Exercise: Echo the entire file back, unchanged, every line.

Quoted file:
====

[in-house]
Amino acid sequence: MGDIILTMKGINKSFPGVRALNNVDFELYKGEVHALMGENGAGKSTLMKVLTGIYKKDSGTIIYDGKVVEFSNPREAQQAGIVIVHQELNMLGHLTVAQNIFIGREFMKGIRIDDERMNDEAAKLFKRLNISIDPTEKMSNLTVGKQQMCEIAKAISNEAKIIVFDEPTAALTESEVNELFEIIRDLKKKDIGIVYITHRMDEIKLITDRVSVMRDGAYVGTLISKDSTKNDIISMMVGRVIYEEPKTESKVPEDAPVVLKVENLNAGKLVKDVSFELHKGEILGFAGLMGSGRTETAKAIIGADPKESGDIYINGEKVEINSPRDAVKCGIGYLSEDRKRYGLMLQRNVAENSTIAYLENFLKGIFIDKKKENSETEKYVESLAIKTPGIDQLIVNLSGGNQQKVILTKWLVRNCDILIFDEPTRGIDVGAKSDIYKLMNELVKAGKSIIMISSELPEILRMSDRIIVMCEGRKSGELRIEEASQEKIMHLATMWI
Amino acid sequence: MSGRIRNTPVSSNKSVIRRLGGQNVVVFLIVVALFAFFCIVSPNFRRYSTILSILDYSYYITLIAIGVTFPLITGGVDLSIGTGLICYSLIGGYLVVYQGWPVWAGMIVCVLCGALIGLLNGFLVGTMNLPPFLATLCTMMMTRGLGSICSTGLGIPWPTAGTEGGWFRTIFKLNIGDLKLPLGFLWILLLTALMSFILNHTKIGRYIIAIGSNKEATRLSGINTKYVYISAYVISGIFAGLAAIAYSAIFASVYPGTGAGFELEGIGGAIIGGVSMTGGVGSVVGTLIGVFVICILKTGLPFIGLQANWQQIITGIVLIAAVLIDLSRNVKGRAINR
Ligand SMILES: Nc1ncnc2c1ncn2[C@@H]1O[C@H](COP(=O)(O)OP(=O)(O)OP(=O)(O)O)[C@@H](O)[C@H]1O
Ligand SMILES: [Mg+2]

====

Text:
[in-house]
Amino acid sequence: MGDIILTMKGINKSFPGVRALNNVDFELYKGEVHALMGENGAGKSTLMKVLTGIYKKDSGTIIYDGKVVEFSNPREAQQAGIVIVHQELNMLGHLTVAQNIFIGREFMKGIRIDDERMNDEAAKLFKRLNISIDPTEKMSNLTVGKQQMCEIAKAISNEAKIIVFDEPTAALTESEVNELFEIIRDLKKKDIGIVYITHRMDEIKLITDRVSVMRDGAYVGTLISKDSTKNDIISMMVGRVIYEEPKTESKVPEDAPVVLKVENLNAGKLVKDVSFELHKGEILGFAGLMGSGRTETAKAIIGADPKESGDIYINGEKVEINSPRDAVKCGIGYLSEDRKRYGLMLQRNVAENSTIAYLENFLKGIFIDKKKENSETEKYVESLAIKTPGIDQLIVNLSGGNQQKVILTKWLVRNCDILIFDEPTRGIDVGAKSDIYKLMNELVKAGKSIIMISSELPEILRMSDRIIVMCEGRKSGELRIEEASQEKIMHLATMWI
Amino acid sequence: MSGRIRNTPVSSNKSVIRRLGGQNVVVFLIVVALFAFFCIVSPNFRRYSTILSILDYSYYITLIAIGVTFPLITGGVDLSIGTGLICYSLIGGYLVVYQGWPVWAGMIVCVLCGALIGLLNGFLVGTMNLPPFLATLCTMMMTRGLGSICSTGLGIPWPTAGTEGGWFRTIFKLNIGDLKLPLGFLWILLLTALMSFILNHTKIGRYIIAIGSNKEATRLSGINTKYVYISAYVISGIFAGLAAIAYSAIFASVYPGTGAGFELEGIGGAIIGGVSMTGGVGSVVGTLIGVFVICILKTGLPFIGLQANWQQIITGIVLIAAVLIDLSRNVKGRAINR
Ligand SMILES: Nc1ncnc2c1ncn2[C@@H]1O[C@H](COP(=O)(O)OP(=O)(O)OP(=O)(O)O)[C@@H](O)[C@H]1O
Ligand SMILES: [Mg+2]